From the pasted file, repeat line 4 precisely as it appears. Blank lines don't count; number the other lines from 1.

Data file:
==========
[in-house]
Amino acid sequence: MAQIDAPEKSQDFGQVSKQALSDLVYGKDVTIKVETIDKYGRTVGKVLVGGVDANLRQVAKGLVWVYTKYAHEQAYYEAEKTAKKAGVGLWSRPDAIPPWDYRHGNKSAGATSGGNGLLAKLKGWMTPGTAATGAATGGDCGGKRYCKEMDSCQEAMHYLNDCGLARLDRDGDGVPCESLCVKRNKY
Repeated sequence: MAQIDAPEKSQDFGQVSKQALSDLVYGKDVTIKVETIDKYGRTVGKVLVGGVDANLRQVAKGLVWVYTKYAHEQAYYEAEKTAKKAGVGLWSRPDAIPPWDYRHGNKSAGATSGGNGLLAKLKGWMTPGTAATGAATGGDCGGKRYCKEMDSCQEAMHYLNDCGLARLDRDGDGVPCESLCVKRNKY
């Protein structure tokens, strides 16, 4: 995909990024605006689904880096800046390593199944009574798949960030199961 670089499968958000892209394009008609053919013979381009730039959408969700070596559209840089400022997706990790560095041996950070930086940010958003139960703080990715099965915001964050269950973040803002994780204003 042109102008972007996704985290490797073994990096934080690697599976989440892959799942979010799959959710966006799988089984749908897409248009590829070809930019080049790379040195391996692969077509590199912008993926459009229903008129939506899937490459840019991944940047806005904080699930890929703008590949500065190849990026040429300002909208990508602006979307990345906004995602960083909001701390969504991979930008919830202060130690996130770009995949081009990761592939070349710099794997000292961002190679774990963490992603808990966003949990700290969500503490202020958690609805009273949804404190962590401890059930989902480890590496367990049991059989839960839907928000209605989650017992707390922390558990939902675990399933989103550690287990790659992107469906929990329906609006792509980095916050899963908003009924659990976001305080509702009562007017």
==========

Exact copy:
């Protein structure tokens, strides 16, 4: 995909990024605006689904880096800046390593199944009574798949960030199961 670089499968958000892209394009008609053919013979381009730039959408969700070596559209840089400022997706990790560095041996950070930086940010958003139960703080990715099965915001964050269950973040803002994780204003 042109102008972007996704985290490797073994990096934080690697599976989440892959799942979010799959959710966006799988089984749908897409248009590829070809930019080049790379040195391996692969077509590199912008993926459009229903008129939506899937490459840019991944940047806005904080699930890929703008590949500065190849990026040429300002909208990508602006979307990345906004995602960083909001701390969504991979930008919830202060130690996130770009995949081009990761592939070349710099794997000292961002190679774990963490992603808990966003949990700290969500503490202020958690609805009273949804404190962590401890059930989902480890590496367990049991059989839960839907928000209605989650017992707390922390558990939902675990399933989103550690287990790659992107469906929990329906609006792509980095916050899963908003009924659990976001305080509702009562007017």